cil-template /

Filename Size Date modified Message
453 B
Switching over to CMake for the whole build. This commit may fail to build
3.0 KB
1.5 KB
Updated README and docs to reflect cmake build
6.3 KB
Updated scripts for Cilly change. Fixed README.
328 B
Fix for ciltutcc script, etc.
728.0 KB
Updated README and docs to reflect cmake build
This is a simple tutorial about how to use the CIL compiler frontend to do
static and dynamic program analysis.

Author: Zach Anderson (

1. Intro
2. Building and Installing
3. Files
4. Bugs and Feedback
5. Citation

1. Intro:

CIL is a frontend for C compilers. It takes C code as input, which can then be
analyzed or instrumented, and then spits out C code, which can be passed to
your favorite C compiler. This process can be automated such that your CIL-based
front-end can be made to look like gcc, or whatever, and used directly in your
build process. This tutorial creates such a frontend, and demonstrates, in
tutorial form, some nifty things that might be done with it.

2a. Building and Installing (Ubuntu):

There are a few dependencies:
. Everything you need to build C programs
. OCaml
. cmake
  - Ubuntu packages: cmake cmake-data
  - Build and install from
  - There is a problem building against versions 1.7.{1,2}. 
    If you encounter errors while linking, try the tip of
    the CIL git repo, or an earlier version.
. ocamlgraph
  - Ubuntu package: libocamlgraph-ocaml-dev
. Please let me know if I've forgotten anything

Dependencies only for the theorem proving example (
. why3
. theorem provers (e.g. alt-ergo)
. pass -DBUILD_TUT11=true to cmake to include this example

Dependencies only for the automated test generation example (
. Yices SMT solver (
. ocamlyices (
. pass -DBUILD_TUT15=true to cmake to include this example

Then, to obtain and build:

$ hg clone
$ mkdir build
$ cd build
$ cmake [-DBUILD_TUT11=true] [-DBUILD_TUT15=true] ..
$ make
$ sudo make install

Then, enter the test directory and build a program like so:

$ ciltutcc -o tut1 --enable-tut1 test/tut1.c
test/tut1.c:9: Deleted assignment: #line 9 "test/tut1.c"
deleted = 0;
$ ./tut1
r = 37

The generated ciltutcc takes all of the usual gcc arguments, in addition to the

--trace       - shows all of the commands run
--save-temps  - saves all of the intermediate files
--enable-tutN - enables the pass defined by

And others that you can define in src/

If you do:

$ ciltutcc --save-temps -o test1 test1.c

A file called test1.cil.c will be created showing the source file created by
the frontend before it is passed on to gcc.

  [Ocamlyices installation]

$ git clone git://
$ cd ocamlyices
(Download yices for your platform from
 into the ocamlyices directory. If the version statically linked with gmp
 doesn't work, then try the dynamically linked version.)
$ sudo ./ [the tar.gz file you dl'd]
$ autoconf [if needed]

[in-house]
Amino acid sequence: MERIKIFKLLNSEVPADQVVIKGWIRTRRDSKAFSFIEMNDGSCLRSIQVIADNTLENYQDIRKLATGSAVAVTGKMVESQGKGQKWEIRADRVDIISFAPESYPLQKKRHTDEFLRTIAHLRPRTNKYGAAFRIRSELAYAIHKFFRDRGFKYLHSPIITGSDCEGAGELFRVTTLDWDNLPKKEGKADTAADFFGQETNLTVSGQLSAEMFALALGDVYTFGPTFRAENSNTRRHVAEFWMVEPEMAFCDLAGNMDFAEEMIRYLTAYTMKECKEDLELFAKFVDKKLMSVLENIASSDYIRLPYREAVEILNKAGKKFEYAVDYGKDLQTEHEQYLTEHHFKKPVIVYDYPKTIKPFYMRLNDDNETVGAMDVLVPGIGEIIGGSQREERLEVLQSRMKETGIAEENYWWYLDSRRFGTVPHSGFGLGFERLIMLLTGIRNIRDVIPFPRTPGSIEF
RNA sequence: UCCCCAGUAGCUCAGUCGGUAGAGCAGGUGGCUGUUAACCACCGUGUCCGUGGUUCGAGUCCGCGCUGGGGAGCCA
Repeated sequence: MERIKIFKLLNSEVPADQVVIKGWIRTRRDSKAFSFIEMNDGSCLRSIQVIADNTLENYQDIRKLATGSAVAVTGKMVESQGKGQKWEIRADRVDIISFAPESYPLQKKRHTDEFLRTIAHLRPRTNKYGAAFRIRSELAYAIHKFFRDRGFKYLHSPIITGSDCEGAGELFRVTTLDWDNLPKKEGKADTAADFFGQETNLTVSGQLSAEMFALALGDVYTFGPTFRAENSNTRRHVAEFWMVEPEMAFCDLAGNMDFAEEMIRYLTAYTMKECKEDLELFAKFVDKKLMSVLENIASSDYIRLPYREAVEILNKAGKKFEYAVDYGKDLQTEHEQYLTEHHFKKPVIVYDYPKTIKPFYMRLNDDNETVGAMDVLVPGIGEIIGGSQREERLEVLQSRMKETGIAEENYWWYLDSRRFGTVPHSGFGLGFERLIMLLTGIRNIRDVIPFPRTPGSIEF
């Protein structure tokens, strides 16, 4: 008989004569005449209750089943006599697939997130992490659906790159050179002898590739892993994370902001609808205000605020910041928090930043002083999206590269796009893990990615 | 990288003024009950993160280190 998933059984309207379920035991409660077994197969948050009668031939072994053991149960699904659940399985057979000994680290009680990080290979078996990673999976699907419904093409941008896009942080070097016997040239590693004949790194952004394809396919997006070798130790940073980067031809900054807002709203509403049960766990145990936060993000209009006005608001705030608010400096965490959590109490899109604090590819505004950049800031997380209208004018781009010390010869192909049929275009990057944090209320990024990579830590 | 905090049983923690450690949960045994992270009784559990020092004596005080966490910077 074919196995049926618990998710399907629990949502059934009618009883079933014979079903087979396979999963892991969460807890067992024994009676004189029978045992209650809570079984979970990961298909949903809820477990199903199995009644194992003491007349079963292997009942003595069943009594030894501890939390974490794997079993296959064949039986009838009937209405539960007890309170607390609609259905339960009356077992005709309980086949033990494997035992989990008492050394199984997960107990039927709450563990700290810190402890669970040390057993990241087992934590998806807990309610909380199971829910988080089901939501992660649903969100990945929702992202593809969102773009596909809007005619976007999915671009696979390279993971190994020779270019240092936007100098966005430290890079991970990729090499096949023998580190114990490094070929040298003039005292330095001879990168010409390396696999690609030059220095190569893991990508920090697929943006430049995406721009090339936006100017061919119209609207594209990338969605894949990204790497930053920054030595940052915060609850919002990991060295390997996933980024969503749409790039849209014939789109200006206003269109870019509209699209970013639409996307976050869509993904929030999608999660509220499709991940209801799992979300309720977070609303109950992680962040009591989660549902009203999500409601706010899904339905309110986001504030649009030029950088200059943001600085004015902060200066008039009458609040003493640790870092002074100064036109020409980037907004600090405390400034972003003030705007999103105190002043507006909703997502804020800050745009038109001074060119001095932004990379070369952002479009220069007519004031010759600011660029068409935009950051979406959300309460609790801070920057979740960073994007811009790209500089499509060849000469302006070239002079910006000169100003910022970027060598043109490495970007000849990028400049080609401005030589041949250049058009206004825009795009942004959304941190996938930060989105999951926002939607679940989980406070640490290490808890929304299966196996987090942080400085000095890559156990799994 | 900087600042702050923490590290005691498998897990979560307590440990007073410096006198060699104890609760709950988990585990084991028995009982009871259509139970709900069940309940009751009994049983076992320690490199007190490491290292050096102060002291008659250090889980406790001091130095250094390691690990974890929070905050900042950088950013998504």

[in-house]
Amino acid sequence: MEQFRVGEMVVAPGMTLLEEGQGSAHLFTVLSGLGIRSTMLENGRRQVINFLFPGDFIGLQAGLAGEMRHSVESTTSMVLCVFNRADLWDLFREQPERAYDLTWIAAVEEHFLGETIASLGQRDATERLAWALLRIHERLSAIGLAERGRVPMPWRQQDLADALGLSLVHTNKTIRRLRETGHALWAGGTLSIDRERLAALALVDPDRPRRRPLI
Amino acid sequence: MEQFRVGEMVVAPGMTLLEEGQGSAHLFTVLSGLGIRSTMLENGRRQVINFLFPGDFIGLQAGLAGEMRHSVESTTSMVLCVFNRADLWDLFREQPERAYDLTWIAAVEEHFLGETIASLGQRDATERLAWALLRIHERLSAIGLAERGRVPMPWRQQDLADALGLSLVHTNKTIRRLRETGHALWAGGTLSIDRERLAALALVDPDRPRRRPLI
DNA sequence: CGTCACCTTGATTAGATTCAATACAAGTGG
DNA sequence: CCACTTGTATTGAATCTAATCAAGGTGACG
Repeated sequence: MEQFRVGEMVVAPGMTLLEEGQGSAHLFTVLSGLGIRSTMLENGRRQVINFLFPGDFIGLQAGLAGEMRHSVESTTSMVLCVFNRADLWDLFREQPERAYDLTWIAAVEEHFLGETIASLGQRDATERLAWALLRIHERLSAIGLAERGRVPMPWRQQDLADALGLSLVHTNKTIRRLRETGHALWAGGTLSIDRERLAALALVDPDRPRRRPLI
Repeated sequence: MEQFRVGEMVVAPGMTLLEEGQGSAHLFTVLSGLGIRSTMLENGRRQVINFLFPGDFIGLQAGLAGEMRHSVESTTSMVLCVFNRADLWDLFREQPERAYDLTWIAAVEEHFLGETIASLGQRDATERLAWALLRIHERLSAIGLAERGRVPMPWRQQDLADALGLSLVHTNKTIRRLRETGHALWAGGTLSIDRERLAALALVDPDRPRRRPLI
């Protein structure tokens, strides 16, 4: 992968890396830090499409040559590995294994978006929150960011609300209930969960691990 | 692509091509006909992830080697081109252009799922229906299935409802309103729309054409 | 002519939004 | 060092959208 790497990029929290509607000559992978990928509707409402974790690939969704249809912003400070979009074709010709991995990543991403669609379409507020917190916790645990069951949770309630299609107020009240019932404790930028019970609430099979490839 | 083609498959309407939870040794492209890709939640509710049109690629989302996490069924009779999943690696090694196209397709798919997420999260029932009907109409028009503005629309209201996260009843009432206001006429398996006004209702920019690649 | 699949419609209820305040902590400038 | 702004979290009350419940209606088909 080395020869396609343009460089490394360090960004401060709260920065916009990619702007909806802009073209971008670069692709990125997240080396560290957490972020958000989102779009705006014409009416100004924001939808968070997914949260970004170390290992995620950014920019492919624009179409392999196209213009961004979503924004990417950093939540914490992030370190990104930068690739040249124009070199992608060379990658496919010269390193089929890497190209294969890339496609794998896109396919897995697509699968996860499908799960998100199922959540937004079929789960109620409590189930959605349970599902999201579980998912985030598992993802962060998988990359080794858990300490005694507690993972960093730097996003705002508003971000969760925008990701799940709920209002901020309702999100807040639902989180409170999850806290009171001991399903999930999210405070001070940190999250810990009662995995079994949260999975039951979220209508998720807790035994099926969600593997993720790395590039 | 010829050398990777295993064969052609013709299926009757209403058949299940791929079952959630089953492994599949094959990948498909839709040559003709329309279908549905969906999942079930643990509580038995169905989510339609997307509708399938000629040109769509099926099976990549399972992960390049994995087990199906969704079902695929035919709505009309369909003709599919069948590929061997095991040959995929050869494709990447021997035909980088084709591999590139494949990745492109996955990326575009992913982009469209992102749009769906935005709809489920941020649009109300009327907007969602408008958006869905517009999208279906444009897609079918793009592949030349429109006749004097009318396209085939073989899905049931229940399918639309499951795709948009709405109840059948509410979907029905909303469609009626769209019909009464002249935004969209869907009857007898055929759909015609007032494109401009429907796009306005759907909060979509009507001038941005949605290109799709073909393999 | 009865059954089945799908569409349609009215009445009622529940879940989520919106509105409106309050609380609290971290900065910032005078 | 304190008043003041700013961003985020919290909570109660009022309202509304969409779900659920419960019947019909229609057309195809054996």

$ ./configure
$ make
$ sudo make install

  [Alt-Ergo installation]

$ wget
$ tar zxf alt-ergo-0.94.tar.gz
$ cd alt-ergo-0.94
$ autoconf [if needed]
$ ./configure
$ make
$ sudo make install

  [Why3 Installation]

$ git clone
$ cd why3
$ autoconf [if needed]
$ ./configure
$ make
$ make byte
$ sudo make install
$ sudo make install-lib
$ why3config

2b. Building and Installing (Mac OS X)

This project should build and install on 10.8 using the MacPorts OCaml install.
I have not yet tried to get tutorials 11 and 15 running on it yet, though.

(It appears that there is some problem with linking the calls from C -> OCaml
in tut15.c, but Why3, Alt-Ergo, and Ocamlyices *should* build without
problems---I just haven't tried it yet.)

Anyway, here's what you'll need to do:
1. install XCode and be sure to install the "Unix" or "Command line" tools.
2. install MacPorts from
3. Do:

$ sudo port install ocaml ocaml-findlib lablgl lablgtk lablgtk2 mercurial cmake

4. Install CIL:

$ git clone git://
$ cd cil
$ ./configure; make; sudo make install

5. Build cil-tutorial

As above

6. Let me know if I've missed any steps =)

3. Files:

CMakeLists.txt - Add additional filenames to CILTUT_SRC on line 48 to add
additional OCaml modules. Other parts of the Makefile can probably remain
unchanged unless you need to do something weird.

src/ - Reads in a source file, calls into the various tutorial modules,
spits out the result. Hopefully it is obvious where to add code to call into
any new modules that you write.

src/ - Defines command line options.

src/tut*.ml - Tutorial modules explaining how to use CIL.

ciltut-include/ciltut.h - Various function and macro definitions needed for
building ciltut-lib and the things in test/.

ciltut-lib/ - The runtime library. The files in src/tut*.c
go along with the corresponding .ml files. ciltut_libc.c has utility functions.
To add new code to the runtime, add file names to the CMakeLists.txt file under
the src/ directory in the obvious place.

lib/ - A perl script that sits in front of the actual compiler
frontend. It is used for massaging the command line a bit. For example, it makes
sure that the final result links against the code in ciltut-lib/.

test/tut*.c - Test programs for the various tutorial modules.

LICENSE - All the code in this project is licensed under a standard 3-clause
BSD license.

4. Bugs, and Feedback:

Please use the issue tracker on bitbucket to report bugs, make suggestions,
give feedback, etc..

5. Citation:

If you use cil-template as a starting point for your project, please make the
following citation:

Zachary Anderson. A CIL Tutorial: Using CIL for Language Extensions and Program
  Analysis, <the date given on the document>. <>.

At the time this README file was written, this evaluates to:

Zachary Anderson. A CIL Tutorial: Using CIL for Language Extensions and Program
  Analysis, January 2013.

Or in bibtex format:

  title = {A {CIL} Tutorial: Using {CIL} for Language Extensions and Program Analysis},
  author = {Zachary Anderson},
  month = Jan,
  year = 2013,
  note = {\url{}},